Press releases and news stories are reporting the results of randomized controlled trials often contain "spin"—specific reporting strategies (intentional or unintentional).
They are emphasizing the beneficial effect of the experimental treatment—but such "spin" frequently comes from the abstract (summary) of the actual study published in a scientific journal, rather than being related to misinterpretation by the media, according to French researchers writing in this week's PLOS Medicine.
"Spinning" the reporting of clinical trials could give physicians and patients unrealistic expectations about new treatments. It is important to know the source of "spin" and so French researchers, led by Isabelle Boutron from the Université Paris Descartes, looked for the presence of "spin" in a sample of 70 press releases, and 41 associated news stories, of randomized controlled trials and investigated the source of the "spin".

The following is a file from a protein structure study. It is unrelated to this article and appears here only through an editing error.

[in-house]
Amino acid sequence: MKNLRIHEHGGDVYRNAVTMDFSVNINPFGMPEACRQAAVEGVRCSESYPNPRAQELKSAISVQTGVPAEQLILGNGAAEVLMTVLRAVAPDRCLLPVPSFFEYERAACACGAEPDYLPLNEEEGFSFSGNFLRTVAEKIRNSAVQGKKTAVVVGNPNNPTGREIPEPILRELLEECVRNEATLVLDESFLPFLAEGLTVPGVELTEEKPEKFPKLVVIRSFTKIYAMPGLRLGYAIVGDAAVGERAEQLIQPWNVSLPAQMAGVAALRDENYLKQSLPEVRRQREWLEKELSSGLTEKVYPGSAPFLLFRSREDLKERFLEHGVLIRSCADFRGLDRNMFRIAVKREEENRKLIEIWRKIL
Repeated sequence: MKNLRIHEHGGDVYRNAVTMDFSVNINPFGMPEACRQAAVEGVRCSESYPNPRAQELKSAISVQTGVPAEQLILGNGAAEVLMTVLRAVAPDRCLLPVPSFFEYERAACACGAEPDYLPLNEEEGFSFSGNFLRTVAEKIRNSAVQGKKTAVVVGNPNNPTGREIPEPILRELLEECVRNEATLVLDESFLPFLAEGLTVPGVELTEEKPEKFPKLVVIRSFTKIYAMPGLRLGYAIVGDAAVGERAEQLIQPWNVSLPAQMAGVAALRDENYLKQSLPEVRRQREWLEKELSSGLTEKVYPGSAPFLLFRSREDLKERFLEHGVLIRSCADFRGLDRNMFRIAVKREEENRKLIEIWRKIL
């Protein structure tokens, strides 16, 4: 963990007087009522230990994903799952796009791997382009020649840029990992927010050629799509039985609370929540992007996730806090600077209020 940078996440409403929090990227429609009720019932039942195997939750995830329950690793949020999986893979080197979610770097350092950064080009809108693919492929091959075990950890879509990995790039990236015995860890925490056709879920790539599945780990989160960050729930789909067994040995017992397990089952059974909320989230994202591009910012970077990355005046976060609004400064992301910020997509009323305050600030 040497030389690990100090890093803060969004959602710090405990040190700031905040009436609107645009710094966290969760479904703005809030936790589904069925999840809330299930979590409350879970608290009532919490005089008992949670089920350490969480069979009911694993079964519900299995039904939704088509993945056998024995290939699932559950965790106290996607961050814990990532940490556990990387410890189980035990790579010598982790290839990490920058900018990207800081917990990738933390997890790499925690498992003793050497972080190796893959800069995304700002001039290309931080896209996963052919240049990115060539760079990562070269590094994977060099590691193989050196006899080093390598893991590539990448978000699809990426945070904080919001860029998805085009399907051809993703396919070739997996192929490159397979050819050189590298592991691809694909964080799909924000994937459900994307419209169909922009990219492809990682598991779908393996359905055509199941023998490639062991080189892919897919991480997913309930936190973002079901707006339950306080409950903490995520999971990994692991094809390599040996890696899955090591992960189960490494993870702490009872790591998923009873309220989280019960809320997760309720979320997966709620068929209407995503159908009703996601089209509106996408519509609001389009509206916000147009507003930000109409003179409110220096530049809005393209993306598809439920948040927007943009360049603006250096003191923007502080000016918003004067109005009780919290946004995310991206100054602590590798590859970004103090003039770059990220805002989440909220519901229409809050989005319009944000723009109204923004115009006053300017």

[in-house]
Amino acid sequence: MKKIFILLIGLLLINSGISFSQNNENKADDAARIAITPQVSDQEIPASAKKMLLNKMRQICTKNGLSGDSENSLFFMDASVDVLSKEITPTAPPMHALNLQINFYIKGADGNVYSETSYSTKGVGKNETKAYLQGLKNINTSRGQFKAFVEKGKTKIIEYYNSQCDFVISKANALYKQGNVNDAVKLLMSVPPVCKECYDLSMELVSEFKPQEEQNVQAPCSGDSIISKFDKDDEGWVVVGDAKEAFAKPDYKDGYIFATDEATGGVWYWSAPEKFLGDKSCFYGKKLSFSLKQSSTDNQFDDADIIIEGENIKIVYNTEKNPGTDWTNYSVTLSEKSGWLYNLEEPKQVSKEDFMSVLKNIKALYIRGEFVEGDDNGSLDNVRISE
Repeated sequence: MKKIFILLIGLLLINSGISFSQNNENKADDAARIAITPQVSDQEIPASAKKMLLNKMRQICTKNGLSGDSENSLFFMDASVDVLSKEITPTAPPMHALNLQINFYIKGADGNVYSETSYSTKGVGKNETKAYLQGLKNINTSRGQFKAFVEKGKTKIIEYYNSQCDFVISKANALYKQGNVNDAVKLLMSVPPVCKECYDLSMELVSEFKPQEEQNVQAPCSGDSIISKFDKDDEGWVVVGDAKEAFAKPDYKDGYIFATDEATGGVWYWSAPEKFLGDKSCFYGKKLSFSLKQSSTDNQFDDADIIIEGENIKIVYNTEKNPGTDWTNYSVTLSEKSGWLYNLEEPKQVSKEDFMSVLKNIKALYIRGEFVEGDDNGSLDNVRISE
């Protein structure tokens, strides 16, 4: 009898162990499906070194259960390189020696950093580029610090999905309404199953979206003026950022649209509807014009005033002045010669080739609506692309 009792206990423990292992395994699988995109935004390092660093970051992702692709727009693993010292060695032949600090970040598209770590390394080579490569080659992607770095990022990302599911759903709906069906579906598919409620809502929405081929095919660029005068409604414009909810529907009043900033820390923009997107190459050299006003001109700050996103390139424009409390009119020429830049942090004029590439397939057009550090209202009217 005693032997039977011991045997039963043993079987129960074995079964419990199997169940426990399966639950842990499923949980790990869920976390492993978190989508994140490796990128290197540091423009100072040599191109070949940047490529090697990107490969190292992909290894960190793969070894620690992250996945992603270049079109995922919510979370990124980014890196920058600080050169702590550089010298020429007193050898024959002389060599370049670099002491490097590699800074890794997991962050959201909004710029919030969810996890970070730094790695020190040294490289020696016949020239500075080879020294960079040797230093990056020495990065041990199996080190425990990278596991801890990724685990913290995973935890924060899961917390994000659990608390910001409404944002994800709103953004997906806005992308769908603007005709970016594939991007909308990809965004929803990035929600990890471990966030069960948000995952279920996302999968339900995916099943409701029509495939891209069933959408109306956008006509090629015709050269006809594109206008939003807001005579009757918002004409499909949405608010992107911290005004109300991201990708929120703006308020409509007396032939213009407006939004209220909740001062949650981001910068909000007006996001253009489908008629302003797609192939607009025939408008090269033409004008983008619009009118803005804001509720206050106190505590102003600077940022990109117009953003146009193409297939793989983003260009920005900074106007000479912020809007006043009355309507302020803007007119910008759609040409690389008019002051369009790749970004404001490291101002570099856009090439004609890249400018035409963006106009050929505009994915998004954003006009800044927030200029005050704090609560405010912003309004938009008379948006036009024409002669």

The authors conclude: "Our results highlight a tendency for press releases and the associated media coverage of randomized controlled trials to place emphasis on the beneficial effects of experimental treatments. This tendency is probably related to the presence of "spin" in conclusions of the scientific article's abstract. "
They continue: "Our work highlights that this inappropriate reporting could bias readers' interpretation of research results."
The authors add: "Consequently, reviewers and editors of published articles have an important role to play in the dissemination of research findings and should be particularly aware of the need to ensure that the conclusions reported are an appropriate reflection of the trial findings and do not overinterpret or misinterpret the results."